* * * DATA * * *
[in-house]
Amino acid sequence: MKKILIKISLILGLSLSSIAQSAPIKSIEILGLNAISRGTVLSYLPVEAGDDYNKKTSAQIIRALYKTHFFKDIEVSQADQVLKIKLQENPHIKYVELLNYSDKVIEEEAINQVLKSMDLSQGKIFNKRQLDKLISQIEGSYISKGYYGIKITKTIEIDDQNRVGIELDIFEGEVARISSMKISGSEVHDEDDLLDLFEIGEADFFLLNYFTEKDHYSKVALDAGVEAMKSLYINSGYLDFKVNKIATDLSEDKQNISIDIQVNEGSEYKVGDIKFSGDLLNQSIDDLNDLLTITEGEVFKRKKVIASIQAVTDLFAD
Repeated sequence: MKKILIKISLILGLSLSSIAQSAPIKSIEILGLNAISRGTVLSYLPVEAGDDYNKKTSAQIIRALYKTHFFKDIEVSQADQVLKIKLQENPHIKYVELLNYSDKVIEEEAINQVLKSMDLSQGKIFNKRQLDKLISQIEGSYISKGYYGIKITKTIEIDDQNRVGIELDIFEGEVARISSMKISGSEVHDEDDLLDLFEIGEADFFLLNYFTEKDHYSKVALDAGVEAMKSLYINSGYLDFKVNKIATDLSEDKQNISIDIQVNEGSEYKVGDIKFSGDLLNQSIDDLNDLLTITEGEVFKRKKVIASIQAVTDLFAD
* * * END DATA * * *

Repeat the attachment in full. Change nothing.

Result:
[in-house]
Amino acid sequence: MKKILIKISLILGLSLSSIAQSAPIKSIEILGLNAISRGTVLSYLPVEAGDDYNKKTSAQIIRALYKTHFFKDIEVSQADQVLKIKLQENPHIKYVELLNYSDKVIEEEAINQVLKSMDLSQGKIFNKRQLDKLISQIEGSYISKGYYGIKITKTIEIDDQNRVGIELDIFEGEVARISSMKISGSEVHDEDDLLDLFEIGEADFFLLNYFTEKDHYSKVALDAGVEAMKSLYINSGYLDFKVNKIATDLSEDKQNISIDIQVNEGSEYKVGDIKFSGDLLNQSIDDLNDLLTITEGEVFKRKKVIASIQAVTDLFAD
Repeated sequence: MKKILIKISLILGLSLSSIAQSAPIKSIEILGLNAISRGTVLSYLPVEAGDDYNKKTSAQIIRALYKTHFFKDIEVSQADQVLKIKLQENPHIKYVELLNYSDKVIEEEAINQVLKSMDLSQGKIFNKRQLDKLISQIEGSYISKGYYGIKITKTIEIDDQNRVGIELDIFEGEVARISSMKISGSEVHDEDDLLDLFEIGEADFFLLNYFTEKDHYSKVALDAGVEAMKSLYINSGYLDFKVNKIATDLSEDKQNISIDIQVNEGSEYKVGDIKFSGDLLNQSIDDLNDLLTITEGEVFKRKKVIASIQAVTDLFAD